Lucy Wallace of Dance to be Free
Podcast

Transformation Through Movement with Lucy Wallace

I was thrilled to have Lucy Wallace, the founder of Dance to be Free, as a guest. I strongly support her mission of bringing dance to incarcerated women to help heal trauma. I share a little about my own experience growing up with a father who was in prison and my own volunteer work teaching kids in an orphanage in Nepal so they could teach their peers. This coincides with Lucy’s program, as she identifies the importance of the teacher training program for the prisoners rather so they can continue to help people instead of going in to “save” them.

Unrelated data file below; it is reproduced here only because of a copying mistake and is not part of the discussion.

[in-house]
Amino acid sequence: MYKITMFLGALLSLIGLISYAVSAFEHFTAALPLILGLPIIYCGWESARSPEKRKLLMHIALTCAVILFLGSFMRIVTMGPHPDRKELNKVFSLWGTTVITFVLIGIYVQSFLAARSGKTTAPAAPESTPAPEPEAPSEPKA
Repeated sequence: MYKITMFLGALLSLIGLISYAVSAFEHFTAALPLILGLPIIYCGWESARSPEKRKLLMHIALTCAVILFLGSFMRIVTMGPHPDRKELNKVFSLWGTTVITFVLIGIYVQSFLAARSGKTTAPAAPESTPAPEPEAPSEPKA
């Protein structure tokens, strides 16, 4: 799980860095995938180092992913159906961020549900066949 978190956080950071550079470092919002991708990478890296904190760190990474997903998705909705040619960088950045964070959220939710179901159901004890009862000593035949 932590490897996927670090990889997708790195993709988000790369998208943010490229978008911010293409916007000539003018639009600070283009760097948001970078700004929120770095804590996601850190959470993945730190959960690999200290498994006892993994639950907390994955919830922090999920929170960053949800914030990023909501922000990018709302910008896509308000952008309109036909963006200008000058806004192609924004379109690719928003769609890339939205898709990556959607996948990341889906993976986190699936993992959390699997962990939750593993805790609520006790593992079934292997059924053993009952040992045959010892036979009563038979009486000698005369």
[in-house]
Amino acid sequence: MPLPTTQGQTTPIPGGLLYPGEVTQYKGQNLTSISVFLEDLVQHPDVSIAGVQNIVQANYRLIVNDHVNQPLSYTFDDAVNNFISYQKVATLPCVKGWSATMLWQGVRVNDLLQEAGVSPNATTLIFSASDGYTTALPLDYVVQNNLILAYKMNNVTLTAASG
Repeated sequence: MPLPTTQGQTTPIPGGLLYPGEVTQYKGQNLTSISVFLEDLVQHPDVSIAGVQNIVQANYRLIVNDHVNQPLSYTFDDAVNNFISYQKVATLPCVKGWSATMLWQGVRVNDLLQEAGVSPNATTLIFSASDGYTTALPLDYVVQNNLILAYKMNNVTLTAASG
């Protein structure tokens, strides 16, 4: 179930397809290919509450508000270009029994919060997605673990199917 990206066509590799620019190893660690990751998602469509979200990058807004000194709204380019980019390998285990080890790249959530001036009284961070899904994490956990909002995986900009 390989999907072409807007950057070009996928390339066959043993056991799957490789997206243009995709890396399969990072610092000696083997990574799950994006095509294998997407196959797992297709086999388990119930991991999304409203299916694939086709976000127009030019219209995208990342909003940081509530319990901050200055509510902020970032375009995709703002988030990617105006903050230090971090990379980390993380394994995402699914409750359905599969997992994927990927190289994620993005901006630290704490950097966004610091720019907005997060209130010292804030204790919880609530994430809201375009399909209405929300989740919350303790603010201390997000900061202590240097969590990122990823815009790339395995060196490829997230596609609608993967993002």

In addition, we talk about how this mission found her and unfolded with dedication despite all of the bureaucracy inside the prison system and how this transformative program has grown into over 15 prisons nationally. We also explore a variety of other topics that align with Lucy’s work and her program including how trust is earned, holding space versus preaching, and how freedom is a perception and state of mind.  

We end the episode with a practice Lucy uses with her students that you can also use.